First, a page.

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The role of volunteers in sport and development

Copyrights: Geir owe Fredheim

The role of volunteers in sport and development

How to ensure a win-win situation in a host/volunteer relationship.

Sport in Norway receives a yearly voluntary effort equivalent to 30,000 fulltime employees.  Research shows that leadership skills and motivation increases within an individual through volunteering. The organisation delivers more programmes, and the volunteer develops personal skills. This data paints a picture of the win-win situation that is often portrayed in sport for development projects.

But people who are involved with SDP know that it is not that easy. The concept of “do no harm” applies for both parties and is sometimes hard to obey. What if the quality of the programme isn’t good enough? What if the volunteer does not get follow-up? Do organisations only bring in volunteers to please the donors, or are the volunteers only there to build their own resume?

Working with sport volunteers, I have seen scenarios where the volunteer programme itself seems to be the objective. If you are just volunteering or hosting because it looks good, you are at risk of doing harm. I think you manage to reduce that risk if you have good objectives for the exchange.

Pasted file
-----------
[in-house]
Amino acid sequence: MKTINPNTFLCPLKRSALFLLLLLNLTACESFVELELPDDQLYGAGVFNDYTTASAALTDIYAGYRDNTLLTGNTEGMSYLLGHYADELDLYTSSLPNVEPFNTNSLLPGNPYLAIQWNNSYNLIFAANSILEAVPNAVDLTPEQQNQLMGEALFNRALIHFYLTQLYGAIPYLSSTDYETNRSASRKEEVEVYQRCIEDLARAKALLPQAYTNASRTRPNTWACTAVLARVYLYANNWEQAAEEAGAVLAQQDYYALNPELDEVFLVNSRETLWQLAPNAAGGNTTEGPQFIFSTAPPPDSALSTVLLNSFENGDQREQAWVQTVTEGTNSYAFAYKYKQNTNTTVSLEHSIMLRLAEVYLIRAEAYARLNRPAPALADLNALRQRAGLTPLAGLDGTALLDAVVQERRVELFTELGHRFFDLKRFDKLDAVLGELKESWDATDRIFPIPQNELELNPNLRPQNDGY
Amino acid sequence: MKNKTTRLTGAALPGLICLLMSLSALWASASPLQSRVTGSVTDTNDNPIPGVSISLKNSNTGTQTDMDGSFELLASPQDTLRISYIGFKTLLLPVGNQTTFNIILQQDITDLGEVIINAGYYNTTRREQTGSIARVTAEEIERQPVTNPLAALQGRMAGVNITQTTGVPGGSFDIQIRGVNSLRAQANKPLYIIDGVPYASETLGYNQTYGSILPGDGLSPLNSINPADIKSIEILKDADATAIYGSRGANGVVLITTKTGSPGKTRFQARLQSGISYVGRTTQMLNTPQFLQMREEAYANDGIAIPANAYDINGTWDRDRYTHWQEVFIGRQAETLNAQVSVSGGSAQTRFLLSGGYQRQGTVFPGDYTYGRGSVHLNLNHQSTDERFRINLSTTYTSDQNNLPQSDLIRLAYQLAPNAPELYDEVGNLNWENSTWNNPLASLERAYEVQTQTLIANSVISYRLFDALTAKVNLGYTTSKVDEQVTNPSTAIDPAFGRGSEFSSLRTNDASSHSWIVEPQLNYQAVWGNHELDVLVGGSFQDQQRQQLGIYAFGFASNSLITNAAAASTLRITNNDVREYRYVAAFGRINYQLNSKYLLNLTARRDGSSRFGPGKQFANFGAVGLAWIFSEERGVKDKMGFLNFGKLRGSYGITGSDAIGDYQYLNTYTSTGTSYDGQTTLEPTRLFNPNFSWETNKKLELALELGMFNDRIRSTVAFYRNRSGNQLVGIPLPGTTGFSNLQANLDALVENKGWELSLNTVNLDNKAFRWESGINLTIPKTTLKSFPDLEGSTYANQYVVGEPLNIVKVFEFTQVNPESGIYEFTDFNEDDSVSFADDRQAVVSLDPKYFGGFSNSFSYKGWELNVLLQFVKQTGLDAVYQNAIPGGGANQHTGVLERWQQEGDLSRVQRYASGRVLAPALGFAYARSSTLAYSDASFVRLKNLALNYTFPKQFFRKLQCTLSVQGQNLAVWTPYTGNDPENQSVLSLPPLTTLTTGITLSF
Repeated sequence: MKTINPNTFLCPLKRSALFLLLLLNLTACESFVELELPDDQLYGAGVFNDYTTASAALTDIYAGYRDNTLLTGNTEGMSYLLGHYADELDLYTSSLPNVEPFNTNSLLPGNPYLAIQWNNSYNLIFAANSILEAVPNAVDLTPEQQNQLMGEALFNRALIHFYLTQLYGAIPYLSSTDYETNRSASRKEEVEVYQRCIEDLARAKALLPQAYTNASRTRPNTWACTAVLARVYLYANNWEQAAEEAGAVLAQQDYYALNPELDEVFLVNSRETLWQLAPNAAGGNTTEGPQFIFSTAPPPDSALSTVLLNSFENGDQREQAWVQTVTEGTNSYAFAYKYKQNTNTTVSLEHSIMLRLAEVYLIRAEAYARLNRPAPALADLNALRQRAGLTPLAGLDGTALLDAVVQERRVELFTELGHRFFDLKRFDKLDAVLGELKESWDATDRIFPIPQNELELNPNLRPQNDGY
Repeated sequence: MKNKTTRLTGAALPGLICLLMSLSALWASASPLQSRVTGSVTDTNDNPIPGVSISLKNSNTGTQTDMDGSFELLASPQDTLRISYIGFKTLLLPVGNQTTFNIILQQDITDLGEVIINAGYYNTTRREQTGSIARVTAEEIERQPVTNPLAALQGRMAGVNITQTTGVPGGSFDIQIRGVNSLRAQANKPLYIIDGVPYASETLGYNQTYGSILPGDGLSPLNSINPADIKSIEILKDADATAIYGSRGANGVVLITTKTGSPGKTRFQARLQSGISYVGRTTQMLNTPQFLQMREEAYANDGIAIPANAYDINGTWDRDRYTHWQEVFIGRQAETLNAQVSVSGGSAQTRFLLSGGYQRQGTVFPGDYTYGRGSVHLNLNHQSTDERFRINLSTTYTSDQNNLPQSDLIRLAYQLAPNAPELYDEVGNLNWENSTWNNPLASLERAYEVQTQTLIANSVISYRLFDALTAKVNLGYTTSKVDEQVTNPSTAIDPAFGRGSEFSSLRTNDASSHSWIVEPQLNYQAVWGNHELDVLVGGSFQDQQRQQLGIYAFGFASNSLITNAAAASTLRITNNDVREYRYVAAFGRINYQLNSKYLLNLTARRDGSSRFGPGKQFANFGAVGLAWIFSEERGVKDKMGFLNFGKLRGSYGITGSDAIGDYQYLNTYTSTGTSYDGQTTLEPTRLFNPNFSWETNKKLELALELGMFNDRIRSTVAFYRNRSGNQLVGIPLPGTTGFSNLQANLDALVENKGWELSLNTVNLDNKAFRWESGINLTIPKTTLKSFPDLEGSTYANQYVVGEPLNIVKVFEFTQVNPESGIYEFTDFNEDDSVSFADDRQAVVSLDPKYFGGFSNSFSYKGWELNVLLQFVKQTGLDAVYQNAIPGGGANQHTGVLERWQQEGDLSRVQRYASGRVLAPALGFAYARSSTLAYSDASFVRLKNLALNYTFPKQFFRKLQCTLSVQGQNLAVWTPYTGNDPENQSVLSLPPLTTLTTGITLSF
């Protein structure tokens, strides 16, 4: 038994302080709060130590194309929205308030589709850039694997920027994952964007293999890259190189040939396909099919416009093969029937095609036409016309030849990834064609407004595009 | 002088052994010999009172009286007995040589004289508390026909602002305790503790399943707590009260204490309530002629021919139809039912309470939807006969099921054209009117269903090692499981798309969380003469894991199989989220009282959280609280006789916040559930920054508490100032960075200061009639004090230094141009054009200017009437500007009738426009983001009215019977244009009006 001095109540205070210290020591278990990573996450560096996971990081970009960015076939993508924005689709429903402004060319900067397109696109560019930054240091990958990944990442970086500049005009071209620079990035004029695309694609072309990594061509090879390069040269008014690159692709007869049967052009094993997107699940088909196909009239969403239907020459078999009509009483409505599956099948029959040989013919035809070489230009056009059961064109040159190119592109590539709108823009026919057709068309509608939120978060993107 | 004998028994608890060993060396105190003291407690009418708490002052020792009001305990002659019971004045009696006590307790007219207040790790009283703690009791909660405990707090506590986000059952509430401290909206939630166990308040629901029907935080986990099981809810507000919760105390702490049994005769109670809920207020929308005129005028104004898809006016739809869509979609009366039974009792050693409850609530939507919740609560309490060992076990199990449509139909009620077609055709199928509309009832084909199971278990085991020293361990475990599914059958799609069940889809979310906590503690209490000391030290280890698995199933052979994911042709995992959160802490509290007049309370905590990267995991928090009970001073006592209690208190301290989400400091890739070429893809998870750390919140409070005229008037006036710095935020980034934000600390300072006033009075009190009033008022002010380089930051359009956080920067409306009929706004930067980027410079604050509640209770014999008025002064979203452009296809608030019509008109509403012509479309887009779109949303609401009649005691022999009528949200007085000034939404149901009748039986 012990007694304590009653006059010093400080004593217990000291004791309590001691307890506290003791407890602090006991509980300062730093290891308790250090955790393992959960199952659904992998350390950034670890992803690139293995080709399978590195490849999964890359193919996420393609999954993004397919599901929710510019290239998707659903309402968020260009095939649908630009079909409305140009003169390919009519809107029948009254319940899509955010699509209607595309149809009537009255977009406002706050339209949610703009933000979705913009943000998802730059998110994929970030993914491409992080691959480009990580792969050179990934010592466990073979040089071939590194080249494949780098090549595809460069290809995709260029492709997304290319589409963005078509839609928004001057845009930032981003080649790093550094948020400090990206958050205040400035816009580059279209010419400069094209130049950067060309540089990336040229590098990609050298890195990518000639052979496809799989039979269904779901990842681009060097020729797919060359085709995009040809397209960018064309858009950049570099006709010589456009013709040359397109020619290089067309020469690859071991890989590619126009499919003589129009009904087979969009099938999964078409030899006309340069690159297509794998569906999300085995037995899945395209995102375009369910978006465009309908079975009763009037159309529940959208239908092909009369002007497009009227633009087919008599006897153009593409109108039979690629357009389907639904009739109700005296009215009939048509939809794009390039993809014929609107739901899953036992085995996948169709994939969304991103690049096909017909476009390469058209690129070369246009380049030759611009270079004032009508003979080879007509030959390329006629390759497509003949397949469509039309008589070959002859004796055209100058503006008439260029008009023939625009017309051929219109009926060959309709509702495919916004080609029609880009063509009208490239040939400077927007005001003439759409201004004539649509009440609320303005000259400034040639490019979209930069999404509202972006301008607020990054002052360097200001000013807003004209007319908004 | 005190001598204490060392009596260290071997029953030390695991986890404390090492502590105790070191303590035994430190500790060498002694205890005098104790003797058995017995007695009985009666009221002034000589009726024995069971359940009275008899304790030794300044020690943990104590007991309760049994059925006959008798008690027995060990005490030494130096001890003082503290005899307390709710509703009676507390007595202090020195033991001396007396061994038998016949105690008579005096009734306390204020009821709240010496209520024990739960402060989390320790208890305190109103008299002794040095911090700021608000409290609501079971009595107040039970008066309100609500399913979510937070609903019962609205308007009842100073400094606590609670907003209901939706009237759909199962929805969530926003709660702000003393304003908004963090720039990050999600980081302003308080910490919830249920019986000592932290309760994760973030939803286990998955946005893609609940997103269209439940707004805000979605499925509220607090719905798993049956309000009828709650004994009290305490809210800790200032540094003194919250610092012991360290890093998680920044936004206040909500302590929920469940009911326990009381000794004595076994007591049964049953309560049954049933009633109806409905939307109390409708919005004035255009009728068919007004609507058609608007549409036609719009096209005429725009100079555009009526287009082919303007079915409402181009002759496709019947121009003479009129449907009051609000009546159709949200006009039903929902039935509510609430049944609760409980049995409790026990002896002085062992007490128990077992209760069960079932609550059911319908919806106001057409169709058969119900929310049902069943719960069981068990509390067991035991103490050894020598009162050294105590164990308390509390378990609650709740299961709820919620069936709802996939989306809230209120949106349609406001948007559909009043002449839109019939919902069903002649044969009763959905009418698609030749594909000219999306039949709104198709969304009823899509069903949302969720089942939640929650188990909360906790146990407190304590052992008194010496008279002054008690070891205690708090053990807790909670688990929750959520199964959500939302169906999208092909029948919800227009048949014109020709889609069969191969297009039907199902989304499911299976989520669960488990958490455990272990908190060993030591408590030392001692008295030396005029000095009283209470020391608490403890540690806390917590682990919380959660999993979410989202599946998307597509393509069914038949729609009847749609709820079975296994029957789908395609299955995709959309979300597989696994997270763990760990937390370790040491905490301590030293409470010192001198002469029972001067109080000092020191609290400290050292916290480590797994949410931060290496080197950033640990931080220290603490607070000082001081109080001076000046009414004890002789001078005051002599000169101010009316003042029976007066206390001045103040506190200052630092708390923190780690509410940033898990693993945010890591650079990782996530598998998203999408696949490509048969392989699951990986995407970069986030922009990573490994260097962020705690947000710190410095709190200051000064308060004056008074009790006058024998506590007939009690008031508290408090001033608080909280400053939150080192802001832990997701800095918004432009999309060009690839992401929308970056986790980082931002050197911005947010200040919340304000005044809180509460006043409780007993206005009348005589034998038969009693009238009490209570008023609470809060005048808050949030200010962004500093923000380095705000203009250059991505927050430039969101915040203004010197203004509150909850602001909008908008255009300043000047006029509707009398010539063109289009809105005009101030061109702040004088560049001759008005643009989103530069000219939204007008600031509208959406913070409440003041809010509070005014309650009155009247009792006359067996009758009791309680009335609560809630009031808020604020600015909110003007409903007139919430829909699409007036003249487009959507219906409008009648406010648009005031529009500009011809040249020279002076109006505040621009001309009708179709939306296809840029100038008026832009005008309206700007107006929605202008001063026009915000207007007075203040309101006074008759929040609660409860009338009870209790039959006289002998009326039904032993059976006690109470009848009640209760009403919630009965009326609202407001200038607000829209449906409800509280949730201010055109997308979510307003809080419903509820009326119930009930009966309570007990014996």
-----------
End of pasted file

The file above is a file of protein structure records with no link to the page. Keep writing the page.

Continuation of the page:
If the mandate of the volunteer is set through few and specific objectives, it can be crosschecked and followed up throughout the volunteer period. The organisation should also have objectives on what they give to the volunteer, so the volunteer can assure the quality of the programme. I think volunteerism can strengthen organisational development and personal development if the volunteer wants to learn and if the benefits to the organisation are defined in advance. The clearer these objectives are, the easier it is to recruit the right person for the right job.

The impact, when the objectives are fulfilled, is a reciprocal exchange where the win-win situation is real, and the principle of do no harm is implemented. As long as the objectives are in place, it is not that important if the volunteer is actually on a self-realising ego trip or the organisation has a private agenda to keep pleasing the donors. The objective caters to the accountability needed to deliver good programmes, both for the volunteer and the organisation.

Now, I just need a course on how to write good objectives, because that is really hard.

[This article has been edited by the Operating Team.]


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Lind Gustafsdottir


Monday, December 5, 2016 - 15:06